It’s just one part of an oversight system that is heavily reliant on industry to keep itself in line.

“When something goes wrong, Medtronic investigates its own product and lets the government know what went wrong. What kind of inspection is that?” Jordan Marchant, who is suing the device manufacturer for negligence for alleged defects in one of its high-risk products, said in a statement to the Star.

Marchant was a 22-year-old training to be a pipefitter in Edmonton when he underwent cryoablation to treat a condition that caused his heart to sometimes race. During the operation, the Medtronic-made catheter fractured and Marchant suffered a stroke, his lawsuit said.

Like most broken medical devices, the catheter was sent to the manufacturer’s lab for testing. Marchant’s lawyer demanded a “hold” be put on the catheter to preserve it for independent testing, according to court records.

While Marchant alleges the catheter was defective, no independent analysis could be done. Medtronic had lost the device somewhere in its facilities. In its place, the company offered pictures of the catheter and the results of its lab testing.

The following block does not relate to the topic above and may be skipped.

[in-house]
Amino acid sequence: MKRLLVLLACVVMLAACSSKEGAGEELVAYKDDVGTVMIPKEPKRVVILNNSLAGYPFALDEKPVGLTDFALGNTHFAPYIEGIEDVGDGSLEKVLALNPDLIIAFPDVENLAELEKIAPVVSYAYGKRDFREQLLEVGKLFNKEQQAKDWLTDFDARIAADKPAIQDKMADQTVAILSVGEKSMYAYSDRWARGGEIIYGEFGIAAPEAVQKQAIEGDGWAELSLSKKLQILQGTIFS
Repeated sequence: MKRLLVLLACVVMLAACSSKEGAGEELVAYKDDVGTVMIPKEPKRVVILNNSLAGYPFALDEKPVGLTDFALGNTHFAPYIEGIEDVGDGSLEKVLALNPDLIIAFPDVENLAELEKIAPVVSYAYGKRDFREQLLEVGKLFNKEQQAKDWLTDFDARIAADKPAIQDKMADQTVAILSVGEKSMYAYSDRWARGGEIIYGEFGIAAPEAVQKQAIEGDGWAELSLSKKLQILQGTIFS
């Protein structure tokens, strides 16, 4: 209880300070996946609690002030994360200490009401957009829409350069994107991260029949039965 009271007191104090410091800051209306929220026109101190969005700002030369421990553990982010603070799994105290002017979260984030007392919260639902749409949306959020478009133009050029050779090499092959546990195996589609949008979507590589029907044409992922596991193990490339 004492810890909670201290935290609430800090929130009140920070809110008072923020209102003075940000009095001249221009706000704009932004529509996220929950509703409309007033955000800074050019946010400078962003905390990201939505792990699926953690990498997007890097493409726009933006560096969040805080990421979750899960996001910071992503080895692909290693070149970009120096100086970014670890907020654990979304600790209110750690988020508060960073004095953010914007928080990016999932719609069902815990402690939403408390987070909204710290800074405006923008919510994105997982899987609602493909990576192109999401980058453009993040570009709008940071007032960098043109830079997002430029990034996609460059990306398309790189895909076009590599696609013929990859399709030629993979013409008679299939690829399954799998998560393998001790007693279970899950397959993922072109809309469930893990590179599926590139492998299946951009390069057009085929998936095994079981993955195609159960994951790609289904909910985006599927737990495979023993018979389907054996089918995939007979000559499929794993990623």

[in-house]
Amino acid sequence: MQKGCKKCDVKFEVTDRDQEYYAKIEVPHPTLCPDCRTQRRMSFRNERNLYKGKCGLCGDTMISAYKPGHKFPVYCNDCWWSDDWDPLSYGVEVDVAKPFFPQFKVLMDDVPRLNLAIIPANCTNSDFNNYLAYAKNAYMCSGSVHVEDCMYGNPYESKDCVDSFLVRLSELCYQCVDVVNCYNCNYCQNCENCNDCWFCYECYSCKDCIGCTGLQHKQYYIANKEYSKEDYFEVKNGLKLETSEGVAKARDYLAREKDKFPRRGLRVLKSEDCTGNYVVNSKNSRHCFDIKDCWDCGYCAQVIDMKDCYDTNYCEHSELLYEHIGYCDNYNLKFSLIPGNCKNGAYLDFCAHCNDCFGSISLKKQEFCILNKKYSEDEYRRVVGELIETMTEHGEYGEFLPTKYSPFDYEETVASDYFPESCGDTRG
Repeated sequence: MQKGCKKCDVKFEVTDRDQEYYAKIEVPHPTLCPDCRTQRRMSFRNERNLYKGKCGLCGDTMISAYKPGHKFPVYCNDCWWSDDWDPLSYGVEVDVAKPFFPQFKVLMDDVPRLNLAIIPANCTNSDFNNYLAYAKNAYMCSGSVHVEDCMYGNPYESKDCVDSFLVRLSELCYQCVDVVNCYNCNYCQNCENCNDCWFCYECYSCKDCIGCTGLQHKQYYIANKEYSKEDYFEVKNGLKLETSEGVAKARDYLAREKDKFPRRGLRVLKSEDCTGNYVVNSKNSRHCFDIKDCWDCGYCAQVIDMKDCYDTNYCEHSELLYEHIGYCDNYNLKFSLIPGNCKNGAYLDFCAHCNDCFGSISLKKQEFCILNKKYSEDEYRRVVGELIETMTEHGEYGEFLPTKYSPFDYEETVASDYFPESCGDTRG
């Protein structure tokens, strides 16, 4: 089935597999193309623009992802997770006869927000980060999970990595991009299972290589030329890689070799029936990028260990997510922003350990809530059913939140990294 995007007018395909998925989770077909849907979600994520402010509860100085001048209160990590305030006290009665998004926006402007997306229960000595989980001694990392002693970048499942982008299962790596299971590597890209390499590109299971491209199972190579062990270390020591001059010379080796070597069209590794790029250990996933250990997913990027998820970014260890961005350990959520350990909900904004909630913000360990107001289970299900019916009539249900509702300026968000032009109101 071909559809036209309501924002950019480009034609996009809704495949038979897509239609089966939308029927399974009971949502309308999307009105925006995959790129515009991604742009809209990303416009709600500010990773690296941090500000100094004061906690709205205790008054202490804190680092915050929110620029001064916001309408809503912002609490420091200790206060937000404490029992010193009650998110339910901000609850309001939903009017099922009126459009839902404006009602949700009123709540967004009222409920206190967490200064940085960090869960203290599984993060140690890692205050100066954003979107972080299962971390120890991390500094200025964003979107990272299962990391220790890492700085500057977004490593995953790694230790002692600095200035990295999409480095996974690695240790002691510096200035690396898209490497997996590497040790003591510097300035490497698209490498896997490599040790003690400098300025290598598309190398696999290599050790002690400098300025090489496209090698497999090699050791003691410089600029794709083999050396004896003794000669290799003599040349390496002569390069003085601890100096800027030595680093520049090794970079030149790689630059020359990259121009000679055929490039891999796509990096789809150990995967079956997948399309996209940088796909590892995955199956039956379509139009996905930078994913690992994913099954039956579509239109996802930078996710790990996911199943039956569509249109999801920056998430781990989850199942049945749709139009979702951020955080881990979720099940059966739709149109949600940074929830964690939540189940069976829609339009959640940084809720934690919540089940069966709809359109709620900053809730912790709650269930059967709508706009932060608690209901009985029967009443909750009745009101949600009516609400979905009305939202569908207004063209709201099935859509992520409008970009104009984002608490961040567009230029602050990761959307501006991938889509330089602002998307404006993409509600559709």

Marchant said his life has changed dramatically since his stroke.

“Everything is slower than it used to be…I don’t have the same friends as I used to; people tell me my personality is different. I seem a lot more angry and frustrated all of the time. I have tried to work at jobs but they don’t work out,” Marchant said.

“I don’t feel happy like I was before.”

In its statement of defence, Medtronic said the catheter was not “defective in anyway,” and after the company sold the device, it was “under the exclusive care and control of the hospital, its staff and physicians over whom (Medtronic has) no control.”

In November 2017, Health Canada inspectors visited Medtronic’s Canadian headquarters in Brampton and found several deficiencies. The company had expired and unauthorized medical devices for sale, according to a summary posted on Health Canada’s website. The company received a “compliant” rating.

There are no public details about the latest inspection of Medtronic’s Montreal-area plant, where it manufactures cryoablation catheters like the one used on Marchant.